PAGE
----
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FSE 2014: Lenders ‘filled their boots’ on non-income verified sales pre-MMR

  • 24/09/2014
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FSE 2014: Lenders ‘filled their boots’ on non-income verified sales pre-MMR
The Financial Conduct Authority (FCA) believes mortgage lenders ‘filled their boots’ with non-income verified sales in the run-up to the Mortgage Market Review implementation.

Lynda Blackwell, mortgages and mutuals sector manager at the regulator, told the Financial Services Expo in London that there had been a sharp rise in the number of non-verified cases in the weeks leading up to April 26 implementation date.

“Just ahead of the MMR coming into force we saw an increase in the number of mortgages where income wasn’t verified with 20% of mortgage sales in Q2, that’s around 52,000 mortgages, being sold without income being verified,” she said.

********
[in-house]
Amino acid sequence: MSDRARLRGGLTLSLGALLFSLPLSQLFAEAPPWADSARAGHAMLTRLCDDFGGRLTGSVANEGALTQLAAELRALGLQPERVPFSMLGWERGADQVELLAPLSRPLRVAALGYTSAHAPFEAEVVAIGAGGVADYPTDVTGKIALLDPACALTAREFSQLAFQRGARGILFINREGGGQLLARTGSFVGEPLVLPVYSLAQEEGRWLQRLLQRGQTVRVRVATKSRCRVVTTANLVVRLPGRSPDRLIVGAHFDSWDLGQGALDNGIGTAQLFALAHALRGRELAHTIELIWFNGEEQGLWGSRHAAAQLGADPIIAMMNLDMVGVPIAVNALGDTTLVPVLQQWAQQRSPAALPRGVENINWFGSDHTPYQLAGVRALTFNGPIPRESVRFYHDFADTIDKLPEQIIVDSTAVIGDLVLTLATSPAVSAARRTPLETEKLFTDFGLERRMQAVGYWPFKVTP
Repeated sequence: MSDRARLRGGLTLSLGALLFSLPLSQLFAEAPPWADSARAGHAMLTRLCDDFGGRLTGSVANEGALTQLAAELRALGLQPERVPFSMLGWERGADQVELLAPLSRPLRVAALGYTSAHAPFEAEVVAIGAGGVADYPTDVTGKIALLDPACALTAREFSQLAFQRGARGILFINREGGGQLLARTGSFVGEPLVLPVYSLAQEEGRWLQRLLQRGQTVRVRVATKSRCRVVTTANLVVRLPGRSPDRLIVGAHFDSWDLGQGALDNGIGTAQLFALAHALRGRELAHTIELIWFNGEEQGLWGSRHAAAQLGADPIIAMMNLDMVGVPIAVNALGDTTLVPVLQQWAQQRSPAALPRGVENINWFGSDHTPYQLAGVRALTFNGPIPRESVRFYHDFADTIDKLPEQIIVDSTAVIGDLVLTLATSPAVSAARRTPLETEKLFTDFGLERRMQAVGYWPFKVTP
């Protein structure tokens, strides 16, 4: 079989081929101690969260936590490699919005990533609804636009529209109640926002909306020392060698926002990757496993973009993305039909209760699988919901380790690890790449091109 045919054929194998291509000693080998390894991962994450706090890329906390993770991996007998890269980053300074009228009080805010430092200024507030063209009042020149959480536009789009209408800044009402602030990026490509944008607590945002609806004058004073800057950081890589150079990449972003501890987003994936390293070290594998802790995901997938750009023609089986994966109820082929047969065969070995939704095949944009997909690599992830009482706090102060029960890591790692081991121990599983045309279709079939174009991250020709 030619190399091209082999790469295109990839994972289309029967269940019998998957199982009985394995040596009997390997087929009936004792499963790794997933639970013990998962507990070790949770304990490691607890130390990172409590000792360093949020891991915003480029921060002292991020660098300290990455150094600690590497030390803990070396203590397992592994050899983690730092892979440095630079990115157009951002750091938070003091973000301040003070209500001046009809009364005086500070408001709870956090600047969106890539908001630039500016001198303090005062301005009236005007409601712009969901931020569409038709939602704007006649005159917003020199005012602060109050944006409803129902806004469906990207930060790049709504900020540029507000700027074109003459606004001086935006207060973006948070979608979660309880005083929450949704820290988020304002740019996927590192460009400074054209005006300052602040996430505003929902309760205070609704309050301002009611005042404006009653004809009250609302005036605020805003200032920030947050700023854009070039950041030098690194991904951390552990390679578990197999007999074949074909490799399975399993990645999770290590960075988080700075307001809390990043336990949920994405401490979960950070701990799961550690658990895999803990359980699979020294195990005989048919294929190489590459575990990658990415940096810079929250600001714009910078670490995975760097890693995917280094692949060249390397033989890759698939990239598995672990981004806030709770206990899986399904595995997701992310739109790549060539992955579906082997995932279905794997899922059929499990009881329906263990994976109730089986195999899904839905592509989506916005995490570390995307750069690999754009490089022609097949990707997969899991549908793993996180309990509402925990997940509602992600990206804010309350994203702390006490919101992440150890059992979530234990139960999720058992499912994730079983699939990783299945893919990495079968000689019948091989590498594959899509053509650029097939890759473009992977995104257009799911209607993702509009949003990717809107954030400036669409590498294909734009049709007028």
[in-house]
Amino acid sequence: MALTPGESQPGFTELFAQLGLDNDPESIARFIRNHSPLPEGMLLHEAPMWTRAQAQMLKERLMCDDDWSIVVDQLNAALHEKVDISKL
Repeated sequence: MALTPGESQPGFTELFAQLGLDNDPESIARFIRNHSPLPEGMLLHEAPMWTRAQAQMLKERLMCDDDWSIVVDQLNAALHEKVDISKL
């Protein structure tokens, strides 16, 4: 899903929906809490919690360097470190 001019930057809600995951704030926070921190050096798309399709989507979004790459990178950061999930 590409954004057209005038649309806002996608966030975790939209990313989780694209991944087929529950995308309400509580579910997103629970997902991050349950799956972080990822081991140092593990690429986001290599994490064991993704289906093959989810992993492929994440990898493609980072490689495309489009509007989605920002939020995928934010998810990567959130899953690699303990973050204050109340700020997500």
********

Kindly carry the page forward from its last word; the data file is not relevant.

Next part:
Blackwell said this was a large increase compared the start of the year and that these extra cases had largely been completed through the intermediary channel.

“That’s up from 16% in Q1 so it looks as though there was a bit of a filing of the boots going on immediately before it was all switched off on April 26.

“In Q2 there were still 39 lenders in the market, 28% of lenders, reporting mortgage sales where the borrower’s income was not verified. The majority of sales, over 60%, were sold through intermediaries and there was a sharp pick-up in the last quarter before it was closed.”

Later, Blackwell said she was disappointed with the number of lenders failing to use transitional arrangements offered to them and instead insisting all product transfers and porting deals undergo a full affordability check.

“Lenders are applying the affordability rules when there is strictly no requirement under the MMR for them to do so,” she said.

Blackwell added: “It is disappointing that some lenders are not approaching the rules in the spirit of which they were intended and they’re not using the transitionals to help out consumers when they could,” she said.

“We expect firms to put good outcomes at the heart of everything they do. Leaving customers stuck on higher rate deals when the option exists to move them on to one that costs less is not putting the customer first.”

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